12. Hanzou

    Hanzou Grandmaster

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    Agreed. Bjj would compliment the OP's existing skills in Hapkido and TKD very well.
     
  13. TSDTexan

    TSDTexan Master of Arts

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    Tkd transition to Karate etc very well.

    WC can teach a lot of principles, tenants, tactics and strategies to other styles without having to learn new kicks and punches.

    But many TKD places also teach Hopkido.
    Which is a similar art but some branches of hopkido are very different.

    My recommendation to the OP is try both. Get a solid read on both instructors. Find out how the upperclassmen treat each other and how they treat junior students.

    Ultimately picking a good instructor and a classfamily that creates a open encouraging environment that fosters learning is ideal.

    And yes... everyone should learn both ground fighting and takedown defense. Bjj to purple at least.
     
    Last edited: Oct 7, 2015
  14. TSDTexan

    TSDTexan Master of Arts

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    If you are thinking with options open, consider a good judo school that teaches standing throws/takedowns and judo groundfighting, (which is a scaled down, older root from which the Tree of BJJ grew)

    There are some judo halls that have BJJ instructors, perhaps you live near one.

    You will keep your hopkido takedowns sharper that way, instead of letting them rust. Hopkido got "most" of its sweeps and takedowns from Judo.
     
  15. TSDTexan

    TSDTexan Master of Arts

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    If he is going to do aikido... he should do Hankido.
    Its a combination of hokido and aikido so he can keep the skills sharp.

    But I think Judo, or Sombo would be of most benefit.
     
  16. TSDTexan

    TSDTexan Master of Arts

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    This is something a lot of "transitioners" shoutld read.

    8 ranges of combat, maai, irimi, closing the gap

    But the author is blind to ranged combat.
    In addition to arrow tag... which is like paintball with bows and special arrows...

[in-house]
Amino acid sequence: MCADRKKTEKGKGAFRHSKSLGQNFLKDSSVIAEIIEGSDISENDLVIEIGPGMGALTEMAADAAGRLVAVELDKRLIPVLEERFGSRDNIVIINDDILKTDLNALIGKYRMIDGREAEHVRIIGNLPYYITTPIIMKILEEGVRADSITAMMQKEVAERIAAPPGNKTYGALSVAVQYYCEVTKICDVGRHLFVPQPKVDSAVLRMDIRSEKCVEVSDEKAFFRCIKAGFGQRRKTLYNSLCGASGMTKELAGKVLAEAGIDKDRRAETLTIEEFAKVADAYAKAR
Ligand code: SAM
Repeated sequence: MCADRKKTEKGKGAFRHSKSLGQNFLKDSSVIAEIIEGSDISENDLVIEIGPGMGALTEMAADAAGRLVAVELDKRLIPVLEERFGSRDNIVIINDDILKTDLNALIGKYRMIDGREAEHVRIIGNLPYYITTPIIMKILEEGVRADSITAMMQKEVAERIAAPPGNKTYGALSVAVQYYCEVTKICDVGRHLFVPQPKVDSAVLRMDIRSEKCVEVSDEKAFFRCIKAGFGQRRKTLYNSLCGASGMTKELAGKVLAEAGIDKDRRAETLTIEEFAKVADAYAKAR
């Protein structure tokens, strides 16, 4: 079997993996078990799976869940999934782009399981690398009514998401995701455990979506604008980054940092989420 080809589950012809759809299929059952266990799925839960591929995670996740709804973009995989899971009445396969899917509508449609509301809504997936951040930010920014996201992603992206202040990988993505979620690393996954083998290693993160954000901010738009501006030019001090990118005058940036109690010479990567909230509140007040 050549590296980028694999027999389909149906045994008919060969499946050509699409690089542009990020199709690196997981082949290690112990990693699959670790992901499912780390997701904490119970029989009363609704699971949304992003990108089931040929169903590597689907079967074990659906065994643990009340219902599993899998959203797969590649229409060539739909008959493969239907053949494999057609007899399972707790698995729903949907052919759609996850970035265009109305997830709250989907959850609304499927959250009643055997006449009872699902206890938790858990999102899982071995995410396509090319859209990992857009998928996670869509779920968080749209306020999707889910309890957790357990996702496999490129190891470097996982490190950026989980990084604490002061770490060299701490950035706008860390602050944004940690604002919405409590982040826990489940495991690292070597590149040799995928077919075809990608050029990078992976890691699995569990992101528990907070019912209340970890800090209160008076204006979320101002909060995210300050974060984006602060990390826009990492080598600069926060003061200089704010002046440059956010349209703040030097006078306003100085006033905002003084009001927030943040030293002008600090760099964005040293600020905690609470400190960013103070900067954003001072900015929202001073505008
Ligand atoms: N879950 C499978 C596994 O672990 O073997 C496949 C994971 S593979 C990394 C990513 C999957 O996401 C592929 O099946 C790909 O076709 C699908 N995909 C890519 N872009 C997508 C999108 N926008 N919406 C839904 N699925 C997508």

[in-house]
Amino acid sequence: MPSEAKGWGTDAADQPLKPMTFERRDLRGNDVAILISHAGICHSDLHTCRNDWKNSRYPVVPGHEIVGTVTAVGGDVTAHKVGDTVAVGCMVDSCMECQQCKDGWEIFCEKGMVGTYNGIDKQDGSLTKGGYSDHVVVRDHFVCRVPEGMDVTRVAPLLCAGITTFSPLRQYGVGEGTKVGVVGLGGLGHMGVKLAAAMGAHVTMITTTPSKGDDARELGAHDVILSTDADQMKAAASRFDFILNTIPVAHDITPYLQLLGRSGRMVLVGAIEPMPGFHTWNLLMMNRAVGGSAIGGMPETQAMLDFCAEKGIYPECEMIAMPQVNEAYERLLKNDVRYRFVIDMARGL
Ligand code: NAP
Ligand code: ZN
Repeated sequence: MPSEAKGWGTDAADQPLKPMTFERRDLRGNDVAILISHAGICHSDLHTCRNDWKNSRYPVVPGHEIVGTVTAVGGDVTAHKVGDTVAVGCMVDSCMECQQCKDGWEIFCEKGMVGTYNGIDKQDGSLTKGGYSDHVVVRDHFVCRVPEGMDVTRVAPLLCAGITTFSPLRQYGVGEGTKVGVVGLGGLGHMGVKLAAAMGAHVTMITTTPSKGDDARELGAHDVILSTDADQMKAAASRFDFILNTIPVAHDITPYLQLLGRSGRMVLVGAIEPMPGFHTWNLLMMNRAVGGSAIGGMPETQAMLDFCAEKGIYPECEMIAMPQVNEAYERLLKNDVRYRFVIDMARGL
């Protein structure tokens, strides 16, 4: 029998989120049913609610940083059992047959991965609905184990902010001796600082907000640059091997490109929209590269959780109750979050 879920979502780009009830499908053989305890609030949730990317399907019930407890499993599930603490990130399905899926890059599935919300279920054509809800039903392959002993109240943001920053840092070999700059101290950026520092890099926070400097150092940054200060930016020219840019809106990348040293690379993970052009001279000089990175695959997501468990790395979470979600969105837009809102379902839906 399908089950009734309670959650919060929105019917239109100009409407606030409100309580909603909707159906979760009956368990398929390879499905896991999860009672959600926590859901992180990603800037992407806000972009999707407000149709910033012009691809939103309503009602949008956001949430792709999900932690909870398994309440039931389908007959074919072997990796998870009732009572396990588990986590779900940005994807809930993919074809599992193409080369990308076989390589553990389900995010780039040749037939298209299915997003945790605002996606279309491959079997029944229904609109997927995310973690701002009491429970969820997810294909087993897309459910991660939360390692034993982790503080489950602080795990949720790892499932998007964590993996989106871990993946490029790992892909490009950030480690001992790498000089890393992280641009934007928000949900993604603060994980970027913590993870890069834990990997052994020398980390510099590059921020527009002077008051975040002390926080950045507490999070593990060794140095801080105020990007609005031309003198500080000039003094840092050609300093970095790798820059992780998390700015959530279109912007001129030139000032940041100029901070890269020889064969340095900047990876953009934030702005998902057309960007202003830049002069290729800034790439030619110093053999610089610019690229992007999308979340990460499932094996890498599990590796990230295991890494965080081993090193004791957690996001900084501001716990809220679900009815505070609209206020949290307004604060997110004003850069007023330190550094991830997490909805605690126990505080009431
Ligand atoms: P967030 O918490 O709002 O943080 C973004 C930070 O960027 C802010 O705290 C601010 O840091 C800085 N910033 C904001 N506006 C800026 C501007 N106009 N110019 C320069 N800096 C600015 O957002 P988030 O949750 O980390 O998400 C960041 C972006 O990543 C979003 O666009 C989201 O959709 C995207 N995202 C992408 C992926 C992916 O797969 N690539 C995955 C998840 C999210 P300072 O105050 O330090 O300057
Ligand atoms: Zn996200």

I recomend pepperball /slingshot training for learning ranged fighting.
    So 9 ranges of combat.
     
  17. TSDTexan

    TSDTexan Master of Arts

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    A hard stylist who can learn how transition into internal arts has a longer life in martial arts when he learns how to power his attacks with something besides muscle.

    I still envy my Judo coach. He only knew two arts. WC... and Judo. And those two are pretty deadly together. He was pretty ace at no gi judo... and wc traping is great for setting up throws.

    He could hold his own on the ground if you took him there.
    I asked him why he never took up mt for clinch fighting.
    He said he had more then enough with WC and Judo.

    He said he had a small plate and had too big a steak and potato.
    He also said Wing Chun was deadly, and Judo was dangerous but not as lethal.
     
  18. Hanzou

    Hanzou Grandmaster

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    Where did the OP say that there was a Hankido or Sombo school near him? Hankido and Sombo are extremely rare. It's also difficult to find Judo schools these days that teach a wide curriculum that would include no-gi, newaza, leg-based takedowns, and/or leg locks. He would have to find a freestyle judo school for that, and again that's pretty hard to find.

    Additionally, if he's already taken Hapkido, taking Aikido would be pretty redundant. He can keep his skills sharp by simply continuing to practice Hapkido.

    Bjj is the better option in this case. He gets the benefit of learning Judo/Wrestling takedowns, Sombo leg locks, no-gi grappling, and Bjj's ever-evolving ground game. Again, a compliment to the skills he already has. If he's really lucky, the Bjj gym will have a Judo coach on staff.

    Oh and yeah, there's a Bjj school near him.
     
    Last edited: Oct 8, 2015
  19. Michael89

    Michael89 Orange Belt

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    I agree with you on everything. btw i find out there is two different BJJ school near me. one called "Carlson Gracie Indianapolis Jiu-jitsu" and other one is "Indiana Brazilian Jiu-Jitsu".
     
  20. Hanzou

    Hanzou Grandmaster

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    Hmm, both appear to be great choices. The IBJJ gym is definitely more MMA and competitive slanted. That can be a positive or a negative depending on your needs. A gym with a MMA slant could go a long way towards bridging your skill set, and make you a more well rounded martial artist. The downside is that schools with a competitive slant can feel alienating as everyone is driven to be "the best", and guys are driven towards competing.

    The Carlson Gracie school is a very good option as well. That school seems a bit more laid back and family oriented, and the instructor is a legit Carlson Gracie Black Belt, which is not a bad thing. The Gracie school appears to be solidly Bjj. However, as in the other gym, there's positives and negatives to this. A more laid back school may not be as "hardcore" as the MMA school. That school may sacrifice its combative edge in order to foster a more friendly environment for all comers. The flip side to that is the environment may be far more welcoming, and make you feel like more part of the group, despite your personal skill level.

    So the choice is yours here; Do you want the more competitive/MMA oriented school, or do you want the more laid back family school that probably teaches more traditional Bjj? I would check out both and see which one is right for you. I think either one would be great if it fits your individual needs.123
     
    Last edited: Oct 9, 2015